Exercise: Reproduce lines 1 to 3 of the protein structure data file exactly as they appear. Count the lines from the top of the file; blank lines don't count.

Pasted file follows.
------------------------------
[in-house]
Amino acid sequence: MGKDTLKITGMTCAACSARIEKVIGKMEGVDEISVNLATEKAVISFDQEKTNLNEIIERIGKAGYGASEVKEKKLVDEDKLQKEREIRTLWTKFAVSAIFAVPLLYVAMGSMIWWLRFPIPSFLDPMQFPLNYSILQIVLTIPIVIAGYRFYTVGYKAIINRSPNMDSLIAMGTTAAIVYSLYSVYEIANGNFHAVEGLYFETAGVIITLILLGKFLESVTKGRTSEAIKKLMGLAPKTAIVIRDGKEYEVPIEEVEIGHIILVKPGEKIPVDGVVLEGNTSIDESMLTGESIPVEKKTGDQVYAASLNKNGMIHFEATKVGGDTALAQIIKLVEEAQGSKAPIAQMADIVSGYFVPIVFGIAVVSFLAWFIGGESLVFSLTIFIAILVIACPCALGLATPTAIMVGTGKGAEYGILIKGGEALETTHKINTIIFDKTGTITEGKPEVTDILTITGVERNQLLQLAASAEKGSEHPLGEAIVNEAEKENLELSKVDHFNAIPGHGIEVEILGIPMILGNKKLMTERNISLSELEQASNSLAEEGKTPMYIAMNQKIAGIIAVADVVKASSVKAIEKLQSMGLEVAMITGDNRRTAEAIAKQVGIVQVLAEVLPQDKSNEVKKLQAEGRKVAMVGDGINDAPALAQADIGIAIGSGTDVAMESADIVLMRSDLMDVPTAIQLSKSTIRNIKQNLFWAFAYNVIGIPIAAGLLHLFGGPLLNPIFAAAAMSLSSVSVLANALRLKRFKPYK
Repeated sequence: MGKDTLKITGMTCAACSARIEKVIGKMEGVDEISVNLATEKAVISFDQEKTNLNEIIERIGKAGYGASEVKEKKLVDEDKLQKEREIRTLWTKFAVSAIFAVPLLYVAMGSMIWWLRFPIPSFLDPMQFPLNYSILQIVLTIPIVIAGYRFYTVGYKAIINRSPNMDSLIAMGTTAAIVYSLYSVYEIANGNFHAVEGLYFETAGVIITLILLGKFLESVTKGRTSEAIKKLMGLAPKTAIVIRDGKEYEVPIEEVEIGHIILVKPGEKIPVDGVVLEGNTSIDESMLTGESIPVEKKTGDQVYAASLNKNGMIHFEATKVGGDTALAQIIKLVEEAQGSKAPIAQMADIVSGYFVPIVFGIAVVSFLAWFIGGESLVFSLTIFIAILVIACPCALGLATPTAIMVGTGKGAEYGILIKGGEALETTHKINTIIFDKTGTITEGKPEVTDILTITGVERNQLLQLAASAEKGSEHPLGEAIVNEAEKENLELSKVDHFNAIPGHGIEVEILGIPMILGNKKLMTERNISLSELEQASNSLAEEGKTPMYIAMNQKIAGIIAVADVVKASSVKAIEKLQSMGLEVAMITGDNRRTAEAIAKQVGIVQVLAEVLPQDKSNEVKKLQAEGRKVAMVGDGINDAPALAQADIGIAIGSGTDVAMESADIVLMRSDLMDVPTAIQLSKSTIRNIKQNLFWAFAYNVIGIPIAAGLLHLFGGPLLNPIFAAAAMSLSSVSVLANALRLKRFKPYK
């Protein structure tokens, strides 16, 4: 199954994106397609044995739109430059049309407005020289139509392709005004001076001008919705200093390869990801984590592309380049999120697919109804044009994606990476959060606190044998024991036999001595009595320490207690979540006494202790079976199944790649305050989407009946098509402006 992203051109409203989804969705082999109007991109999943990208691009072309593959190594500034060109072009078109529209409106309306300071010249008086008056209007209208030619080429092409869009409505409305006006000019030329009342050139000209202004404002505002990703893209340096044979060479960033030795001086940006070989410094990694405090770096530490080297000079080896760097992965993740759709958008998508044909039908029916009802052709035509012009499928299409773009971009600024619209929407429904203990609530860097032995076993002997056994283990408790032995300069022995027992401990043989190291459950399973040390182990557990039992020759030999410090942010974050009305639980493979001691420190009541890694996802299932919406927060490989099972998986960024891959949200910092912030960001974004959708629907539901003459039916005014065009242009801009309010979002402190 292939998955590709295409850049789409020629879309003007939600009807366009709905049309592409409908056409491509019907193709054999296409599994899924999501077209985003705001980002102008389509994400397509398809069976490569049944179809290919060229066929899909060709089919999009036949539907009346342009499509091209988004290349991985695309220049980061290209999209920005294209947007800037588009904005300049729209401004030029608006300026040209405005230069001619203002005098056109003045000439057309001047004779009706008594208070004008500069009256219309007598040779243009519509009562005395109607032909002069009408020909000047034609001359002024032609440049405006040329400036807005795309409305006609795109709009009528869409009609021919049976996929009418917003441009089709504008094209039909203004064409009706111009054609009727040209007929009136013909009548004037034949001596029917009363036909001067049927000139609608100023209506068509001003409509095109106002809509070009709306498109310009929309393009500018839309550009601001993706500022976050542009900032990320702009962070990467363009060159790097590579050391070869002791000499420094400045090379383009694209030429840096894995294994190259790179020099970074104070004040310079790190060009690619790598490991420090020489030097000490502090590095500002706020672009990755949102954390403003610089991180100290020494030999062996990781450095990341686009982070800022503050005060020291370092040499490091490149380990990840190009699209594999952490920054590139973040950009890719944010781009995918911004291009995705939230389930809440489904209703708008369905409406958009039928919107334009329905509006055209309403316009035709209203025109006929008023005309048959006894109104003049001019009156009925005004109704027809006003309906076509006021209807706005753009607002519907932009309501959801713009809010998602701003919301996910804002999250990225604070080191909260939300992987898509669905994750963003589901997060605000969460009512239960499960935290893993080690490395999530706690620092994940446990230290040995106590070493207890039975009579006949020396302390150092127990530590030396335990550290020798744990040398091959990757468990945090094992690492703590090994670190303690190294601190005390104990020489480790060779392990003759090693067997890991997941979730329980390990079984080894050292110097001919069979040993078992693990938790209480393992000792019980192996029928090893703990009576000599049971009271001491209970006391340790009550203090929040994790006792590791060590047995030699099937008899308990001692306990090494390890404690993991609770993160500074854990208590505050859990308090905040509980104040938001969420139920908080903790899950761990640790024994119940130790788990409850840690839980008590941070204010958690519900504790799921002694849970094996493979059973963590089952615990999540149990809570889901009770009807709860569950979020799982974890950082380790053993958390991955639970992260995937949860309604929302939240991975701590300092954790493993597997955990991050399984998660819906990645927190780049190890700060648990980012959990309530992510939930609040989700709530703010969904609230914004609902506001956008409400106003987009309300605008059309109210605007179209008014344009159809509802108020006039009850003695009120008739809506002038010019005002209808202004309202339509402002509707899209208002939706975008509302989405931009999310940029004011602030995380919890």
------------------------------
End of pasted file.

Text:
[in-house]
Amino acid sequence: MGKDTLKITGMTCAACSARIEKVIGKMEGVDEISVNLATEKAVISFDQEKTNLNEIIERIGKAGYGASEVKEKKLVDEDKLQKEREIRTLWTKFAVSAIFAVPLLYVAMGSMIWWLRFPIPSFLDPMQFPLNYSILQIVLTIPIVIAGYRFYTVGYKAIINRSPNMDSLIAMGTTAAIVYSLYSVYEIANGNFHAVEGLYFETAGVIITLILLGKFLESVTKGRTSEAIKKLMGLAPKTAIVIRDGKEYEVPIEEVEIGHIILVKPGEKIPVDGVVLEGNTSIDESMLTGESIPVEKKTGDQVYAASLNKNGMIHFEATKVGGDTALAQIIKLVEEAQGSKAPIAQMADIVSGYFVPIVFGIAVVSFLAWFIGGESLVFSLTIFIAILVIACPCALGLATPTAIMVGTGKGAEYGILIKGGEALETTHKINTIIFDKTGTITEGKPEVTDILTITGVERNQLLQLAASAEKGSEHPLGEAIVNEAEKENLELSKVDHFNAIPGHGIEVEILGIPMILGNKKLMTERNISLSELEQASNSLAEEGKTPMYIAMNQKIAGIIAVADVVKASSVKAIEKLQSMGLEVAMITGDNRRTAEAIAKQVGIVQVLAEVLPQDKSNEVKKLQAEGRKVAMVGDGINDAPALAQADIGIAIGSGTDVAMESADIVLMRSDLMDVPTAIQLSKSTIRNIKQNLFWAFAYNVIGIPIAAGLLHLFGGPLLNPIFAAAAMSLSSVSVLANALRLKRFKPYK
Repeated sequence: MGKDTLKITGMTCAACSARIEKVIGKMEGVDEISVNLATEKAVISFDQEKTNLNEIIERIGKAGYGASEVKEKKLVDEDKLQKEREIRTLWTKFAVSAIFAVPLLYVAMGSMIWWLRFPIPSFLDPMQFPLNYSILQIVLTIPIVIAGYRFYTVGYKAIINRSPNMDSLIAMGTTAAIVYSLYSVYEIANGNFHAVEGLYFETAGVIITLILLGKFLESVTKGRTSEAIKKLMGLAPKTAIVIRDGKEYEVPIEEVEIGHIILVKPGEKIPVDGVVLEGNTSIDESMLTGESIPVEKKTGDQVYAASLNKNGMIHFEATKVGGDTALAQIIKLVEEAQGSKAPIAQMADIVSGYFVPIVFGIAVVSFLAWFIGGESLVFSLTIFIAILVIACPCALGLATPTAIMVGTGKGAEYGILIKGGEALETTHKINTIIFDKTGTITEGKPEVTDILTITGVERNQLLQLAASAEKGSEHPLGEAIVNEAEKENLELSKVDHFNAIPGHGIEVEILGIPMILGNKKLMTERNISLSELEQASNSLAEEGKTPMYIAMNQKIAGIIAVADVVKASSVKAIEKLQSMGLEVAMITGDNRRTAEAIAKQVGIVQVLAEVLPQDKSNEVKKLQAEGRKVAMVGDGINDAPALAQADIGIAIGSGTDVAMESADIVLMRSDLMDVPTAIQLSKSTIRNIKQNLFWAFAYNVIGIPIAAGLLHLFGGPLLNPIFAAAAMSLSSVSVLANALRLKRFKPYK